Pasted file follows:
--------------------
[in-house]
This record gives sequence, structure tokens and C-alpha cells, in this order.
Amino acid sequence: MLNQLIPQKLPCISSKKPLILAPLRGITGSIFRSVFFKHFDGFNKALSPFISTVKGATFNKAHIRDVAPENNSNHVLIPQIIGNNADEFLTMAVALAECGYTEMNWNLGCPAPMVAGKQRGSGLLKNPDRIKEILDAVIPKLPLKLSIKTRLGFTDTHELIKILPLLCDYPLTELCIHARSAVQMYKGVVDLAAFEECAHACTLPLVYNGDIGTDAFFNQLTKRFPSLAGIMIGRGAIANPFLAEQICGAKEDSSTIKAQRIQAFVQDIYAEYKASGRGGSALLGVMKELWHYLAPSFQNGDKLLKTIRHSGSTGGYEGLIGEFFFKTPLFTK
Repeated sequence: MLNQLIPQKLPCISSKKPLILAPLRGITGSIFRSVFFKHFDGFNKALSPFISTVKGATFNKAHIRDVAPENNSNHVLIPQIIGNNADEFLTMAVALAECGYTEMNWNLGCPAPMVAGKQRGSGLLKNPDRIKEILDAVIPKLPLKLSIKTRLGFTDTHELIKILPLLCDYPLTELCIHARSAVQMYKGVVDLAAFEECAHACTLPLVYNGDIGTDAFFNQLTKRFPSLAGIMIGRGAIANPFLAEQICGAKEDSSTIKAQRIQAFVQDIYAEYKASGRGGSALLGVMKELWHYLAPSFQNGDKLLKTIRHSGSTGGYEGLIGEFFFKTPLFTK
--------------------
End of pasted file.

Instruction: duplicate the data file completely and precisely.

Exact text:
[in-house]
This record gives sequence, structure tokens and C-alpha cells, in this order.
Amino acid sequence: MLNQLIPQKLPCISSKKPLILAPLRGITGSIFRSVFFKHFDGFNKALSPFISTVKGATFNKAHIRDVAPENNSNHVLIPQIIGNNADEFLTMAVALAECGYTEMNWNLGCPAPMVAGKQRGSGLLKNPDRIKEILDAVIPKLPLKLSIKTRLGFTDTHELIKILPLLCDYPLTELCIHARSAVQMYKGVVDLAAFEECAHACTLPLVYNGDIGTDAFFNQLTKRFPSLAGIMIGRGAIANPFLAEQICGAKEDSSTIKAQRIQAFVQDIYAEYKASGRGGSALLGVMKELWHYLAPSFQNGDKLLKTIRHSGSTGGYEGLIGEFFFKTPLFTK
Repeated sequence: MLNQLIPQKLPCISSKKPLILAPLRGITGSIFRSVFFKHFDGFNKALSPFISTVKGATFNKAHIRDVAPENNSNHVLIPQIIGNNADEFLTMAVALAECGYTEMNWNLGCPAPMVAGKQRGSGLLKNPDRIKEILDAVIPKLPLKLSIKTRLGFTDTHELIKILPLLCDYPLTELCIHARSAVQMYKGVVDLAAFEECAHACTLPLVYNGDIGTDAFFNQLTKRFPSLAGIMIGRGAIANPFLAEQICGAKEDSSTIKAQRIQAFVQDIYAEYKASGRGGSALLGVMKELWHYLAPSFQNGDKLLKTIRHSGSTGGYEGLIGEFFFKTPLFTK